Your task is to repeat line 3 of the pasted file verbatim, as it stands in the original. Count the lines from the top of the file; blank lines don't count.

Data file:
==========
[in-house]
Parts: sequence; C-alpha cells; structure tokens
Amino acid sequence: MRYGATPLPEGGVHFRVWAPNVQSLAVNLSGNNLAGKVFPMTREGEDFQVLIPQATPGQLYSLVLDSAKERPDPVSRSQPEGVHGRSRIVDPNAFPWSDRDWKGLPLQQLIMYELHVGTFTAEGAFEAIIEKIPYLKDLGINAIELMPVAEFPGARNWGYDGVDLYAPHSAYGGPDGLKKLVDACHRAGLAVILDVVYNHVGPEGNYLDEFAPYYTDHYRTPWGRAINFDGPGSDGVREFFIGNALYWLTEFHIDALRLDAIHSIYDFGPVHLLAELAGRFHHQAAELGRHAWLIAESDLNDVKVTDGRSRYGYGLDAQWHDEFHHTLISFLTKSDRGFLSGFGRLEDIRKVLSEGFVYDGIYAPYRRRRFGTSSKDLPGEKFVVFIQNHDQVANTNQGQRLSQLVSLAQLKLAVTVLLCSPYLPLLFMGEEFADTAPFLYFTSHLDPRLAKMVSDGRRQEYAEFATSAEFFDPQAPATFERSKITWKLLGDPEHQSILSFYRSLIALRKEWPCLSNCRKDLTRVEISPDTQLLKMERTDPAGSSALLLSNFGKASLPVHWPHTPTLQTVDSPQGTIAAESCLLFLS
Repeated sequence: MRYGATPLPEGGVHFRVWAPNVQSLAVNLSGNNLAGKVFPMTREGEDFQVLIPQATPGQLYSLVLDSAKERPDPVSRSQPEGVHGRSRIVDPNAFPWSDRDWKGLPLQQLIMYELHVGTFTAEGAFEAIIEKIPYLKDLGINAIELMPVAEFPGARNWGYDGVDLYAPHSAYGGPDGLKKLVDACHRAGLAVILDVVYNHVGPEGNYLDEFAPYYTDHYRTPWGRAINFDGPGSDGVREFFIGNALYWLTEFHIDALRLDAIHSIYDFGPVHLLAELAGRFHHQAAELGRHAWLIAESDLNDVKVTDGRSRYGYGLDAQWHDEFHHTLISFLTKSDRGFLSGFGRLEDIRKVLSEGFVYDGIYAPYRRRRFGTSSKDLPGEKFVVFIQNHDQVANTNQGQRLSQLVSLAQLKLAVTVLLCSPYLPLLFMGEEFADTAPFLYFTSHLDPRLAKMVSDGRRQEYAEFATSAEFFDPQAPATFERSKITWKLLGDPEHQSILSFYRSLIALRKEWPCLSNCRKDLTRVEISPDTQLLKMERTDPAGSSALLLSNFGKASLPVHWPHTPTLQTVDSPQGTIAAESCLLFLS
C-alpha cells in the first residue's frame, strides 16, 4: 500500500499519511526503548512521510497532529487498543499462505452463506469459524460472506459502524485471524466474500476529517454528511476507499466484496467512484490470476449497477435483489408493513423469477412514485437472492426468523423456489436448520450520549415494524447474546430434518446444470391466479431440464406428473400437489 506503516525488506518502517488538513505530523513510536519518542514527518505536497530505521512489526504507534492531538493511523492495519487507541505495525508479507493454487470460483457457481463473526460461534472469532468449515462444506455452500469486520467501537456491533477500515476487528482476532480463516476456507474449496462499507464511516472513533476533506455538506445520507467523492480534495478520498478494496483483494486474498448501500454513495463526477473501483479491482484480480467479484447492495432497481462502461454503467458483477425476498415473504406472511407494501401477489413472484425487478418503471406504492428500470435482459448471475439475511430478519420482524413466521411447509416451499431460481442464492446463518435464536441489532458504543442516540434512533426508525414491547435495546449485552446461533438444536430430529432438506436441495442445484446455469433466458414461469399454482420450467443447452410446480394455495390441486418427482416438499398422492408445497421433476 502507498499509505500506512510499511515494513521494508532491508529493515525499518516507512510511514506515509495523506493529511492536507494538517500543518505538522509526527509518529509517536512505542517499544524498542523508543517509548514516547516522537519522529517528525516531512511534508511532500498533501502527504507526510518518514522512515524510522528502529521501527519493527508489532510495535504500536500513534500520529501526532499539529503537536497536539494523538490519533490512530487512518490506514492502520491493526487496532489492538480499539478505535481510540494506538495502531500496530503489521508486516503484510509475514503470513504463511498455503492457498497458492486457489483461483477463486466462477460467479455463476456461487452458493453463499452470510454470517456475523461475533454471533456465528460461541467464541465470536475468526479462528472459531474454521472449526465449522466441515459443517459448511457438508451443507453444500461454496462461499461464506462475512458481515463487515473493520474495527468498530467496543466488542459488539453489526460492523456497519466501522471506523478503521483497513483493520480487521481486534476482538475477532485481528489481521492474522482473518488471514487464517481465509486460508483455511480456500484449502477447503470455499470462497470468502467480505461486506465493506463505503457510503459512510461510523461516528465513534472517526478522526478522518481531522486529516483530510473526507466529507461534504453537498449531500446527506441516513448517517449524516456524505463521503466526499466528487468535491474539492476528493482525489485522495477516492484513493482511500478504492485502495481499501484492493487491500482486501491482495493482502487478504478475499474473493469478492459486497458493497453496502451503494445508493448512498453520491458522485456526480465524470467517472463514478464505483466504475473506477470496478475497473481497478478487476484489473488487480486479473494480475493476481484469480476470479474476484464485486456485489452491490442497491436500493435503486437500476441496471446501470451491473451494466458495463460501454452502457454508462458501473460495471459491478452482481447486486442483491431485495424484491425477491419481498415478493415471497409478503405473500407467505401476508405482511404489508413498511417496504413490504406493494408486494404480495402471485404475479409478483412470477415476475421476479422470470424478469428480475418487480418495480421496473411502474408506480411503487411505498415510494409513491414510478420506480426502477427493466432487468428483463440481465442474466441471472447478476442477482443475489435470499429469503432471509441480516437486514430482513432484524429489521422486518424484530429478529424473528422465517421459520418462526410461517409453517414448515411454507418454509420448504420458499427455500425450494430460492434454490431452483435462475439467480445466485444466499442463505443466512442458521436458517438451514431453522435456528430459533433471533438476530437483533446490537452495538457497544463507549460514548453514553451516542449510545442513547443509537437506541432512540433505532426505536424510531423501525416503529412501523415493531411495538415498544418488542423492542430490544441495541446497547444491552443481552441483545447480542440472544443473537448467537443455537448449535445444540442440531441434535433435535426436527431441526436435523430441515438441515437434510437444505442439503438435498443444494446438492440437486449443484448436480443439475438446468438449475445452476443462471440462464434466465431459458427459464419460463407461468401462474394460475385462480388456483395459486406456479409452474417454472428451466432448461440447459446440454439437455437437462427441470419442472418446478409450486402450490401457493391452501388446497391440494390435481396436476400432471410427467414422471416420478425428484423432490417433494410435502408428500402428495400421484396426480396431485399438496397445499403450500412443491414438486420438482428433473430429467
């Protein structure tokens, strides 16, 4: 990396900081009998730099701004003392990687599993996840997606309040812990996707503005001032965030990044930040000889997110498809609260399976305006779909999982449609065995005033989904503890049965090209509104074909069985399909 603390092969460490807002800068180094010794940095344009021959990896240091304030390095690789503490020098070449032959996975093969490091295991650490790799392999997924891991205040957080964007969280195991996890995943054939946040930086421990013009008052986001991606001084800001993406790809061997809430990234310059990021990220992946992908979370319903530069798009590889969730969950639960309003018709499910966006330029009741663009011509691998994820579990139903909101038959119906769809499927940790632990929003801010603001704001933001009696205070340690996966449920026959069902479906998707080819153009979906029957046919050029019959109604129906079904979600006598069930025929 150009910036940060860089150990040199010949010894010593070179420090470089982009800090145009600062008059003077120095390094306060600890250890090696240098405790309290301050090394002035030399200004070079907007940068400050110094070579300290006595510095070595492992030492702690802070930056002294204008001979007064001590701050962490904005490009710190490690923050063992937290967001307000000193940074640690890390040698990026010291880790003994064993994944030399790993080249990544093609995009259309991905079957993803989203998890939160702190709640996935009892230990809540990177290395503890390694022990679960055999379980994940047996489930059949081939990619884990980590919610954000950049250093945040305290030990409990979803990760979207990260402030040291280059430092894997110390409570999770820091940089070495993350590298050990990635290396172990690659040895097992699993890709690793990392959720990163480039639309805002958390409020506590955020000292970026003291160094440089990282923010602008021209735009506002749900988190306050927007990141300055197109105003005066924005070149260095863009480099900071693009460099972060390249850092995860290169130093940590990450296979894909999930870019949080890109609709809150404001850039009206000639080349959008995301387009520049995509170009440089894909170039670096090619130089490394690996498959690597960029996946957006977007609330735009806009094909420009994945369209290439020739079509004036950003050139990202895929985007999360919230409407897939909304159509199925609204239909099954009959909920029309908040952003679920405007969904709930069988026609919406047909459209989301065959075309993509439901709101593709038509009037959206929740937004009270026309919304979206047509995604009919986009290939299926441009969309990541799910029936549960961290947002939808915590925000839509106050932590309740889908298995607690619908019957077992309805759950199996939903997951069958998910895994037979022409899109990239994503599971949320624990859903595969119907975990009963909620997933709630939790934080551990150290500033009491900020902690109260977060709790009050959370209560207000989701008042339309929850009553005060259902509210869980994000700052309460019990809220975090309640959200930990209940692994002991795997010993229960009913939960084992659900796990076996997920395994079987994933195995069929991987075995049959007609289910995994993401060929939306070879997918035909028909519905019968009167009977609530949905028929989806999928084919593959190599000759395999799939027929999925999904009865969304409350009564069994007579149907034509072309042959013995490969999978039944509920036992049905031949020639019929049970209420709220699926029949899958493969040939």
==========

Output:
Amino acid sequence: MRYGATPLPEGGVHFRVWAPNVQSLAVNLSGNNLAGKVFPMTREGEDFQVLIPQATPGQLYSLVLDSAKERPDPVSRSQPEGVHGRSRIVDPNAFPWSDRDWKGLPLQQLIMYELHVGTFTAEGAFEAIIEKIPYLKDLGINAIELMPVAEFPGARNWGYDGVDLYAPHSAYGGPDGLKKLVDACHRAGLAVILDVVYNHVGPEGNYLDEFAPYYTDHYRTPWGRAINFDGPGSDGVREFFIGNALYWLTEFHIDALRLDAIHSIYDFGPVHLLAELAGRFHHQAAELGRHAWLIAESDLNDVKVTDGRSRYGYGLDAQWHDEFHHTLISFLTKSDRGFLSGFGRLEDIRKVLSEGFVYDGIYAPYRRRRFGTSSKDLPGEKFVVFIQNHDQVANTNQGQRLSQLVSLAQLKLAVTVLLCSPYLPLLFMGEEFADTAPFLYFTSHLDPRLAKMVSDGRRQEYAEFATSAEFFDPQAPATFERSKITWKLLGDPEHQSILSFYRSLIALRKEWPCLSNCRKDLTRVEISPDTQLLKMERTDPAGSSALLLSNFGKASLPVHWPHTPTLQTVDSPQGTIAAESCLLFLS